This Standard also emphasises the importance of the client properly understanding the advice and recommendations you give, and their implications. It requires you to be satisfied that the client understands:
  • the advice and recommendations you give
  • the benefits of the recommended products
  • the costs involved in acquiring, holding and disposing of the recommended products; and
  • the risks involved in acquiring, holding and disposing of the products, and how you recommend they be managed.
This means that your advice must be clear and simple.

Standard 6:

You must take into account the broad effects arising from the client acting on your advice and actively consider the client’s broader, long-term interests and likely circumstances.


FASEA guidance – summary of Explanatory Statement
This standard expressly requires you to take into account the broad effects of the client acting on your advice. These effects are not limited to effects on the client. For example, your advice may have implications, not just for the client personally, but also for other family members of the client. These will need to be taken into account, although you will not have a duty to act in the best interest of the family members if they are not clients of you or your principal. You will also need to consider whether your product recommendations should be limited to “ethical” or “responsible” investments.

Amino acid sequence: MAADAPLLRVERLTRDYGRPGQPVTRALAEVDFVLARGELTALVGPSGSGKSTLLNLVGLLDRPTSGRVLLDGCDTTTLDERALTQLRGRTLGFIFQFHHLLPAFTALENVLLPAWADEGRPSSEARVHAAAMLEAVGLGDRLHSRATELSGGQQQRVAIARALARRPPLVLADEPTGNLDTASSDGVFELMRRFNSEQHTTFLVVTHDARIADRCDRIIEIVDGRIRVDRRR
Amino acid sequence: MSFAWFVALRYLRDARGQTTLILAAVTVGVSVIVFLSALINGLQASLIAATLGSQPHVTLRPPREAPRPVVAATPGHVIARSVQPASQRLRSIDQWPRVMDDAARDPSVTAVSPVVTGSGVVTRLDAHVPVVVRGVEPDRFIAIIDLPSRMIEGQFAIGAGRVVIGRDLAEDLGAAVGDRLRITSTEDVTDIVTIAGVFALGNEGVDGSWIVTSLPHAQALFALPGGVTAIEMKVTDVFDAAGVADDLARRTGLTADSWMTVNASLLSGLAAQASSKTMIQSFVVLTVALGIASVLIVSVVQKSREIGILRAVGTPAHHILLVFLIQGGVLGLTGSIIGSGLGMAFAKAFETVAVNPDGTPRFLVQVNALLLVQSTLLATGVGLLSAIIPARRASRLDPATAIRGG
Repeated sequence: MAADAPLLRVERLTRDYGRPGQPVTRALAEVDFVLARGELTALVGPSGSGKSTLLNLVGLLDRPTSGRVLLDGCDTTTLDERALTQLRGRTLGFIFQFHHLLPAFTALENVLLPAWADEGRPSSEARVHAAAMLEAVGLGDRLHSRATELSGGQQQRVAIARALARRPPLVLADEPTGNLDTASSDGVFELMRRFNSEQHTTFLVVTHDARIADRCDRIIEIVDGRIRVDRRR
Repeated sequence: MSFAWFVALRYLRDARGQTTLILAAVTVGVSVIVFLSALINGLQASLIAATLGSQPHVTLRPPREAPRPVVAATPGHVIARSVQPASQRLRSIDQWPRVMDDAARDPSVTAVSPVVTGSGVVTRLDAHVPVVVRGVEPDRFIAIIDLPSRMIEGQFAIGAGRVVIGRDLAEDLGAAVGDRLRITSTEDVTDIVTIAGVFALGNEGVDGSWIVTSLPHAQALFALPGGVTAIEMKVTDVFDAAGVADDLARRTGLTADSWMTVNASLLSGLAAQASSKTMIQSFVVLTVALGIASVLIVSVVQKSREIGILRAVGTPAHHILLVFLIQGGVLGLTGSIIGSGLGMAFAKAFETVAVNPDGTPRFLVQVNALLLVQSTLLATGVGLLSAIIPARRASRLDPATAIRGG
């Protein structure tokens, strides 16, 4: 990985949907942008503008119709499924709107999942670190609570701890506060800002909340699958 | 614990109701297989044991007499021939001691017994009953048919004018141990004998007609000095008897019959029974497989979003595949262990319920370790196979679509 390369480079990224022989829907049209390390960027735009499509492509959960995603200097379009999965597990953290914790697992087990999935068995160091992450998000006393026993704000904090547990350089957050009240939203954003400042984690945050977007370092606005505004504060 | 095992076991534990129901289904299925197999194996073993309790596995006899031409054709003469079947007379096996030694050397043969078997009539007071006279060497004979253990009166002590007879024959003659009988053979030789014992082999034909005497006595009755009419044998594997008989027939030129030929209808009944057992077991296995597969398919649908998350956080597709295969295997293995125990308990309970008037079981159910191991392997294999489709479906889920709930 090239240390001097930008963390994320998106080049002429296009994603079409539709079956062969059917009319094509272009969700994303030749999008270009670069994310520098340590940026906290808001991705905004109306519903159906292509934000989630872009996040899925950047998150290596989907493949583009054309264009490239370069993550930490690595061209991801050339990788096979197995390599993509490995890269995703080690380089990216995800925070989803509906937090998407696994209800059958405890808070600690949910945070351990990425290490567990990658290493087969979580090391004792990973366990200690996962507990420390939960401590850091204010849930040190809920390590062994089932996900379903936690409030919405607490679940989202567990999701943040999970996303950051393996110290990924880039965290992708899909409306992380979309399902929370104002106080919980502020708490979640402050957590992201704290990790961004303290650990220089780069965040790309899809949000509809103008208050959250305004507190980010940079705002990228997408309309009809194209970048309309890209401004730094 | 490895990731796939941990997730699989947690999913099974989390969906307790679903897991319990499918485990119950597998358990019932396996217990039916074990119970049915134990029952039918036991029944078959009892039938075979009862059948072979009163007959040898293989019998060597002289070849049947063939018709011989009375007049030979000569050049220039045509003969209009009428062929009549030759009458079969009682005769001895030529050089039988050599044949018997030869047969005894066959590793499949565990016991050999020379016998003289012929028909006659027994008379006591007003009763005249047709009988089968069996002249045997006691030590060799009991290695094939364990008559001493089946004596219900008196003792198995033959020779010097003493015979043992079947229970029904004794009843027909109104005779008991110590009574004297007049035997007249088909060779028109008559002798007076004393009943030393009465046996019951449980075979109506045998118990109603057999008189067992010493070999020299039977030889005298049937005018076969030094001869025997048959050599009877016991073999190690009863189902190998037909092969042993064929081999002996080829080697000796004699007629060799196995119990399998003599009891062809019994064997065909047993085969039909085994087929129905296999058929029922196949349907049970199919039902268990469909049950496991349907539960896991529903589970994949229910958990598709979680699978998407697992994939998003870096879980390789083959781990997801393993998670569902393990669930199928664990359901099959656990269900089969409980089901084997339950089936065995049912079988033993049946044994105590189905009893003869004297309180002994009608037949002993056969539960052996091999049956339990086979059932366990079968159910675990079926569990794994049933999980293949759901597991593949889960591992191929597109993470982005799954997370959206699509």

This Standard expressly requires you to take into account the broader, long-term interests and likely circumstances of your client. For example, any potential need for the client or one of the client’s family members to move into aged care accommodation in the near future would need to be factored into any financial advice you give the client.

Quality process

Standard 7:

The client must give free, prior and informed consent to all benefits you and your principal will receive in connection with acting for the client, including any fees for services that may be charged. If required in the case of an existing client, the consent should be obtained as soon as practicable after this Code commences.